not bound by default and has no effect outside  incremen-
                     tal search.

              backward-delete-word
              backward-kill-word
              vi-backward-kill-word
                     Back  up  one  character  in  the minibuffer; if multiple
                     searches have been  performed  since  the  character  was
                     inserted  the search history is rewound to the point just
                     before the character was entered.   Hence  this  has  the
                     effect of repeating backward-delete-char.

              clear-screen
                     Clear the screen, remaining in incremental search mode.

              history-incremental-search-backward
                     Find   the   next  occurrence  of  the  contents  of  the
                     mini-buffer. If the mini-buffer is empty, the most recent
                     previously used search string is reinstated.

              history-incremental-search-forward
                     Invert the sense of the search.

              magic-space
                     Inserts a non-magical space.

              quoted-insert
              vi-quoted-insert
                     Quote the character to insert into the minibuffer.

              redisplay
                     Redisplay  the  command  line,  remaining  in incremental
                     search mode.

              vi-cmd-mode
                     Select the `vicmd'  keymap;  the  `main'  keymap  (insert
                     mode) will be selected initially.

                     In addition, the modifications that were made while in vi
                     insert mode are merged to form a single undo event.

              vi-repeat-search
              vi-rev-repeat-search
                     Repeat the search.  The direction of the search is  indi-
                     cated in the mini-buffer.

              Any  character  that is not bound to one of the above functions,
              or self-insert or self-insert-unmeta, will cause the mode to  be
              exited.   The  character  is  then looked up and executed in the
              keymap in effect at that point.

              When called from a widget  function  by  the  zle  command,  the
              incremental  search  commands  can take a string argument.  This
              will be treated as a string of keys, as  for  arguments  to  the
              bindkey command, and used as initial input for the command.  Any
              characters in the string which are  unused  by  the  incremental
              search will be silently ignored.  For example,

                     zle history-incremental-search-backward forceps

              will  search  backwards for forceps, leaving the minibuffer con-
              taining the string `forceps'.

       history-incremental-search-forward (^S ^Xs) (unbound) (unbound)
              Search forward incrementally for a specified string.  The search
              is case-insensitive if the search string does not have uppercase
              letters and no numeric argument was given.  The string may begin
              with `^' to anchor the search to the beginning of the line.  The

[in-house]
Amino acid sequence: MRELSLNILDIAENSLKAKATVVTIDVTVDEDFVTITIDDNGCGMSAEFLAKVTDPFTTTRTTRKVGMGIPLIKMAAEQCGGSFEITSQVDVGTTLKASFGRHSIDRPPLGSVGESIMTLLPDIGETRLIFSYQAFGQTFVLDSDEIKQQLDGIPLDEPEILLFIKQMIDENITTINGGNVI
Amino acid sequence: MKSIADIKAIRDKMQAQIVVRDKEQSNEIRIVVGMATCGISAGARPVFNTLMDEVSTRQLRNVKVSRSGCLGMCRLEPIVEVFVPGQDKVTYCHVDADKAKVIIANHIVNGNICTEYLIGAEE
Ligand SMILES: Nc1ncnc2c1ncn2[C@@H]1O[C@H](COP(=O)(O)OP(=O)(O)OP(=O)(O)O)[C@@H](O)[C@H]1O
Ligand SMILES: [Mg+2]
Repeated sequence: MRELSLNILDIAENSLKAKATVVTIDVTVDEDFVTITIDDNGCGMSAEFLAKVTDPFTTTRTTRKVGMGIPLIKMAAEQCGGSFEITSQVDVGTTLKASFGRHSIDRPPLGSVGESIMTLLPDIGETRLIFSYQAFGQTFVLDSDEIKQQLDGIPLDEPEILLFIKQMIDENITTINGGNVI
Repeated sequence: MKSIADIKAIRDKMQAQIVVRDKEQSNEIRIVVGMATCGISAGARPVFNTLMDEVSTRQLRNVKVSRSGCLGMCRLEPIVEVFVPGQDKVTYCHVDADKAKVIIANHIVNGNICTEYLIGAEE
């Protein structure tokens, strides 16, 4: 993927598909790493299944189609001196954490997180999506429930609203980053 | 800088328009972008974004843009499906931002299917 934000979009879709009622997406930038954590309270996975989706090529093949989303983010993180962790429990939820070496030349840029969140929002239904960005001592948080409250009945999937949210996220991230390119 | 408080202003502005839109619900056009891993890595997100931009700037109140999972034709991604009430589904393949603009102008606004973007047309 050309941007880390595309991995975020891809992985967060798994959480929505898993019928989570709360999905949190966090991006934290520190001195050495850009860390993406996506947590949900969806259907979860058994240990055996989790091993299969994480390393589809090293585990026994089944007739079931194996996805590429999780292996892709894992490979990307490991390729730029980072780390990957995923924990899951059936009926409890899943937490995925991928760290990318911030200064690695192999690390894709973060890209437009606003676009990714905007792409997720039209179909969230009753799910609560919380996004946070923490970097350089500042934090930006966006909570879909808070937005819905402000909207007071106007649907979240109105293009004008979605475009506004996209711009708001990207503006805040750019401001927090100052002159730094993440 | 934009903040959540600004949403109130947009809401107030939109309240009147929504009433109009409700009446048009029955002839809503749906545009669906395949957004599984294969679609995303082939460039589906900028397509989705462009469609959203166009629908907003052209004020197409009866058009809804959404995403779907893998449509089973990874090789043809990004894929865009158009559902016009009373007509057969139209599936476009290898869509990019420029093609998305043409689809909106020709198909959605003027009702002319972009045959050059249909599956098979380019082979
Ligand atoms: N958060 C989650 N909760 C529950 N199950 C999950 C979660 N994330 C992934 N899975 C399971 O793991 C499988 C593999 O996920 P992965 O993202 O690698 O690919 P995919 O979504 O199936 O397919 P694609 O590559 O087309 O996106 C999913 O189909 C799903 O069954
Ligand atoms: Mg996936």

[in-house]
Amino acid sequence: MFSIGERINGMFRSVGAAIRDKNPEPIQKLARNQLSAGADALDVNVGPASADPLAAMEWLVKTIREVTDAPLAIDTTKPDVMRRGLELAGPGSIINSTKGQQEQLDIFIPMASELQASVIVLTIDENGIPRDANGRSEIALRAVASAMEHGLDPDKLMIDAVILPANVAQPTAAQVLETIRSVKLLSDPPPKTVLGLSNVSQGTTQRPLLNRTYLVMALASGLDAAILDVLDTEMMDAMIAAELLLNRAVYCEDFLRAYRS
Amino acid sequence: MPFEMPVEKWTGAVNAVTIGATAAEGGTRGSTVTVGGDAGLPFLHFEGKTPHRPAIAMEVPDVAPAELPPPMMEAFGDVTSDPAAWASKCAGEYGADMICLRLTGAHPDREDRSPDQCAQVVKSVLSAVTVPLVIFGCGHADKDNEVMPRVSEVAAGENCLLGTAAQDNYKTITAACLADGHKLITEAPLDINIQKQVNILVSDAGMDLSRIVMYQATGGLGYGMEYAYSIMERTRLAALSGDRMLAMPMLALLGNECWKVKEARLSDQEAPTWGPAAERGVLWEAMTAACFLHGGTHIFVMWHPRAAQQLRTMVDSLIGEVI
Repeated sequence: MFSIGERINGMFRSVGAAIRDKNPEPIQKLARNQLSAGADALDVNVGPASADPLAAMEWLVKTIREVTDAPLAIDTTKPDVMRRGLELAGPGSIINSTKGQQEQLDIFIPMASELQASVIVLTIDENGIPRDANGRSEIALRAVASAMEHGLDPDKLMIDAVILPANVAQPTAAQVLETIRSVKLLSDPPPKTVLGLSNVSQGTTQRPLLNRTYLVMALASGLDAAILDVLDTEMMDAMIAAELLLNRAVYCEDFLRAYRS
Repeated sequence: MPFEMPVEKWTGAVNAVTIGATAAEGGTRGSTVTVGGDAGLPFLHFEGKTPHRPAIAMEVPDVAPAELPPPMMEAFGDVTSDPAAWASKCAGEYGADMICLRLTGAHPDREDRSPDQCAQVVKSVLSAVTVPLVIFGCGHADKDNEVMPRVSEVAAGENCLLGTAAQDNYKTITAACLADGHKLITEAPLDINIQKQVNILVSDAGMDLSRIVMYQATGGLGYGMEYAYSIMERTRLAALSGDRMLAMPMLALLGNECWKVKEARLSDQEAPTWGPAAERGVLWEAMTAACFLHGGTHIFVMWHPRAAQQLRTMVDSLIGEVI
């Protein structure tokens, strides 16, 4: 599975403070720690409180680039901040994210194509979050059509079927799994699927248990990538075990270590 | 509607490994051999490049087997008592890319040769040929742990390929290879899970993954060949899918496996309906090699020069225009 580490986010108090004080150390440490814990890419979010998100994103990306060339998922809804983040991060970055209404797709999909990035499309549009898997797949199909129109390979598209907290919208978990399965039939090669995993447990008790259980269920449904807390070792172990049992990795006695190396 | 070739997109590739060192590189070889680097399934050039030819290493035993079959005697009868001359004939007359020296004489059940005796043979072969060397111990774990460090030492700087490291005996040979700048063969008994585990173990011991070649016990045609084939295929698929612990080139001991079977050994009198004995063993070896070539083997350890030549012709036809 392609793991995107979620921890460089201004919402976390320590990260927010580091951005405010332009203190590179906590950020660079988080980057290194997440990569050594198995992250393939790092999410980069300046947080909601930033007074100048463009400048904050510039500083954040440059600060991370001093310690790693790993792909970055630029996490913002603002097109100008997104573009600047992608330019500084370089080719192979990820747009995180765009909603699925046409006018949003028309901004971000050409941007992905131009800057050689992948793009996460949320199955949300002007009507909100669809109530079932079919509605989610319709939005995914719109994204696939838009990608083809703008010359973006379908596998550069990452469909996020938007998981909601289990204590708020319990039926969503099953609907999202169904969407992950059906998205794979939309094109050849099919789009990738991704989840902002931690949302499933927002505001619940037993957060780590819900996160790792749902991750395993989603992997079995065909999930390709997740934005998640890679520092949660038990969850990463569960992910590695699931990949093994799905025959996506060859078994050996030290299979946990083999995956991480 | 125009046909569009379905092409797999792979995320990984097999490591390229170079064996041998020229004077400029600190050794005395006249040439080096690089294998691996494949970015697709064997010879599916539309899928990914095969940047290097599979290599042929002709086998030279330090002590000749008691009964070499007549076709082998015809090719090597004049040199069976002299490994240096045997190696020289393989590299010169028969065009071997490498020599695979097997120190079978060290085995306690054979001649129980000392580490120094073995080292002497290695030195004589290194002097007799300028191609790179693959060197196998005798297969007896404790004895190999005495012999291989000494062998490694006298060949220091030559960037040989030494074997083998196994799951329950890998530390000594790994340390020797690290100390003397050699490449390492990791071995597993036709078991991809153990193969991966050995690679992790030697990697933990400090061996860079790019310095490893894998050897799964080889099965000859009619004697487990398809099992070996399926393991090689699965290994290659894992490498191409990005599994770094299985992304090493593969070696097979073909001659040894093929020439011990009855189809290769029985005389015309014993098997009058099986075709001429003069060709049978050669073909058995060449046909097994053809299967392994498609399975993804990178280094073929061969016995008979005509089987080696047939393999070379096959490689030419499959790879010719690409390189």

functions available in the mini-buffer are the same as for  his-
              tory-incremental-search-backward.

       history-incremental-pattern-search-backward
       history-incremental-pattern-search-forward
              These widgets behave similarly to the corresponding widgets with
              no -pattern, but the search string typed by the user is  treated
              as  a  pattern,  respecting  the current settings of the various
              options affecting pattern matching.  See FILENAME GENERATION  in
              zshexpn(1)  for  a description of patterns.  If no numeric argu-
              ment was given lowercase letters in the search string may  match
              uppercase letters in the history.  The string may begin with `^'
              to anchor the search to the beginning of the line.

              The prompt changes to indicate an invalid pattern; this may sim-
              ply indicate the pattern is not yet complete.

              Note  that  only  non-overlapping  matches  are  reported, so an
              expression with wildcards may return fewer  matches  on  a  line
              than are visible by inspection.

       history-search-backward (ESC-P ESC-p) (unbound) (unbound)
              Search  backward  in  the  history for a line beginning with the
              first word in the buffer.

              If called from a function by the zle command with arguments, the
              first  argument  is  taken  as  the  string for which to search,
              rather than the first word in the buffer.

       vi-history-search-backward (unbound) (/) (unbound)
              Search backward in the history  for  a  specified  string.   The
              string  may begin with `^' to anchor the search to the beginning
              of the line.

              A restricted set  of  editing  functions  is  available  in  the
              mini-buffer.   An  interrupt signal, as defined by the stty set-
              ting,  will stop the search.  The  functions  available  in  the
              mini-buffer  are:  accept-line,  backward-delete-char,  vi-back-
              ward-delete-char,   backward-kill-word,   vi-backward-kill-word,
              clear-screen, redisplay, quoted-insert and vi-quoted-insert.

              vi-cmd-mode  is treated the same as accept-line, and magic-space